ESPE Abstracts (2014) 82 P-D-2-1-267

An adolescent with Hypertension Caused by Primary Hyperaldosteronism due to KCNJ5 Mutation

Annelieke van der Lindea, Jaap Deinuma, Yvette Konijnenbergb, Mandy Keijzer-Veenc & Hedi Claahsen-van der Grintena

aRadboud University Medical Centre, Nijmegen, The Netherlands; bSt Jansdal Hospital, Harderwijk, The Netherlands; cUniversity Medical Center Utrecht Wilhelmina Children’s Hospital, Utrecht, The Netherlands

Background: Primary aldosteronism (PA) is a rare form of secondary hypertension. In adults PA is often caused by unilateral adrenal adenoma which can be cured by unilateral adrenalectomy. However, in young patients hereditary causes of PA have to be considered with bilaterally affected adrenal glands.

Objective and hypotheses: We report on an adolescent with PA due to a recently described KCNJ5 mutation and want to point out the importance of performing mutation analysis in pediatric patients with PA.

Method: A 16-year-old boy was referred to our clinic because of hypertension. Diagnostic work up revealed elevated aldosterone and low renin concentrations. A CT scan showed focal thickening of the left adrenal gland, without evidence for a clear adenoma. Adrenal venous sampling did not show lateralisation. Aldosterone was not suppressed by sodium loading which confirmed the diagnosis PA. We performed mutation analysis for CYP11B1/2 and the newly described KCNJ5 mutation.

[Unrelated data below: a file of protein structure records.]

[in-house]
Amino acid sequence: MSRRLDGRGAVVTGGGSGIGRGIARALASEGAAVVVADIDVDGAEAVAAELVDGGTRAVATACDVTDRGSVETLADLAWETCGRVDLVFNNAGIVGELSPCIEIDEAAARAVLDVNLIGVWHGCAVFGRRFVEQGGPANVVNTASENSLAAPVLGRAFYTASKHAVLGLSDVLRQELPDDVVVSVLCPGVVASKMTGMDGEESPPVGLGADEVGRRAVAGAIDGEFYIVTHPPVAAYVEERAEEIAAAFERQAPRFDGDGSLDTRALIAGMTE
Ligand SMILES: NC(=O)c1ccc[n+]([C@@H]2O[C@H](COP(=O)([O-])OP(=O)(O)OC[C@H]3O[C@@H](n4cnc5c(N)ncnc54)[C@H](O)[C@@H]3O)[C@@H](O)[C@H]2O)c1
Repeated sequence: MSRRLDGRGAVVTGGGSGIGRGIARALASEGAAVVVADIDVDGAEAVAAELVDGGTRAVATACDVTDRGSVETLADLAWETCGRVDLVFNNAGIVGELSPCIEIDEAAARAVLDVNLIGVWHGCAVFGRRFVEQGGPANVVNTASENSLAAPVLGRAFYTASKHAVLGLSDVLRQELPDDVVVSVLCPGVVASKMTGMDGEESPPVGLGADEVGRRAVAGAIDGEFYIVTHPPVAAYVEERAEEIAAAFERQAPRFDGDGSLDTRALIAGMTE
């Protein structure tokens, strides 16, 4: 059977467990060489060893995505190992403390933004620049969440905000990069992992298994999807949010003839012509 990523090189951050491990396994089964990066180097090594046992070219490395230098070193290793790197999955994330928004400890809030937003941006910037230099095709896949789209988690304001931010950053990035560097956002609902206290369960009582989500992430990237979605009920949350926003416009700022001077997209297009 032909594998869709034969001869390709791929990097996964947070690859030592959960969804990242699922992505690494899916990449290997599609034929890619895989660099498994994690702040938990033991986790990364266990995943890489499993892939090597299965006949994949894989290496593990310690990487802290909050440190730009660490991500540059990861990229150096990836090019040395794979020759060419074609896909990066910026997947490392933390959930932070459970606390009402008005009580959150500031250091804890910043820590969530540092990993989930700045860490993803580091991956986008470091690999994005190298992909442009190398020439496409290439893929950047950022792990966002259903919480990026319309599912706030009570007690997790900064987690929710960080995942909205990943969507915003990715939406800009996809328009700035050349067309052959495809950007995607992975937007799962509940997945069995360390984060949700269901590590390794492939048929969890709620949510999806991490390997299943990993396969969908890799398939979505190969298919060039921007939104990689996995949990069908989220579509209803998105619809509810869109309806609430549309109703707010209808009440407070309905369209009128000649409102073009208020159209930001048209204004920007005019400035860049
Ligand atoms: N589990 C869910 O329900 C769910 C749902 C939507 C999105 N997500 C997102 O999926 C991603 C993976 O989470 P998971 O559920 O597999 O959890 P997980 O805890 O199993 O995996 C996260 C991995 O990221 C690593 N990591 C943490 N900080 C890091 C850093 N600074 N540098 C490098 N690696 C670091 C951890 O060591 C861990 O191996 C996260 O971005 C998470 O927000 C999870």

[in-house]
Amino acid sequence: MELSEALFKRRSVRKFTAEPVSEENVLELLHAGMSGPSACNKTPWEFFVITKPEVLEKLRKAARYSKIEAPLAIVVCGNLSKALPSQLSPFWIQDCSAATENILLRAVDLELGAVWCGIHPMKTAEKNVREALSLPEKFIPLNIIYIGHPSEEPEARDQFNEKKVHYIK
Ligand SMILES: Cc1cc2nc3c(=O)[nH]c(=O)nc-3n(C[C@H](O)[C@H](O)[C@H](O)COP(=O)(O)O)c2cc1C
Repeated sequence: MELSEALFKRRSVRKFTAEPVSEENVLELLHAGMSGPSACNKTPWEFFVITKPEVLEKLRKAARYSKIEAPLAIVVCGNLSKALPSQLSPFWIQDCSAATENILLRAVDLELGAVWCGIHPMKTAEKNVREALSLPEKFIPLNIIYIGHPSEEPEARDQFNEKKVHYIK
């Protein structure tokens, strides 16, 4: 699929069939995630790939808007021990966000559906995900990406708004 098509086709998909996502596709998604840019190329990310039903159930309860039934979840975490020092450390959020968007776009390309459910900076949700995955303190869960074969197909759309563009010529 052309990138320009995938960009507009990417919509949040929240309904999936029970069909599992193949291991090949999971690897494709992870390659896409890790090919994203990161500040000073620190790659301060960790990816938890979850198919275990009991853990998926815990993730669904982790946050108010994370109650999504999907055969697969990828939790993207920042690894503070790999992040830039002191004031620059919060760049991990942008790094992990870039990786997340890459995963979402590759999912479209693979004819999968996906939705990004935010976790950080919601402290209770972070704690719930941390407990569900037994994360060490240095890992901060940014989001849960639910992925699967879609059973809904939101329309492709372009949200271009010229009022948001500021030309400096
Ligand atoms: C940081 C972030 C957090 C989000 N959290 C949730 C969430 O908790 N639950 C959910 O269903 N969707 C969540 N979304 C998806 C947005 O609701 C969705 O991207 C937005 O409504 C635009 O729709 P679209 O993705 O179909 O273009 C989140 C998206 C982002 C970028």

Results: Mutation analysis was negative for the hybrid CYP11B1/CYP11B2 gene that causes glucocorticoid-remediable aldosteronism but revealed a de novo germline missense mutation in the KCNJ5 gene (c.452G>A (p.Gly151Glu)). This mutation has only been described in seven families causing familial PA type III. Somatic mutations in the KCNJ5 gene are also present in about a third of aldosterone-producing adenomas. In our patient, treatment with an aldosterone antagonist was successful for blood pressure control without surgical intervention.

Conclusion: PA is a rare cause of secondary hypertension, especially in children and adolescents. In hereditary forms of PA bilaterally elevated production of aldosterone can be expected. Therefore, surgery is not the first choice treatment. We recommend mutation analysis for CYP11B2 and KCNJ5 mutation in all children and adolescents with biochemically proven PA.

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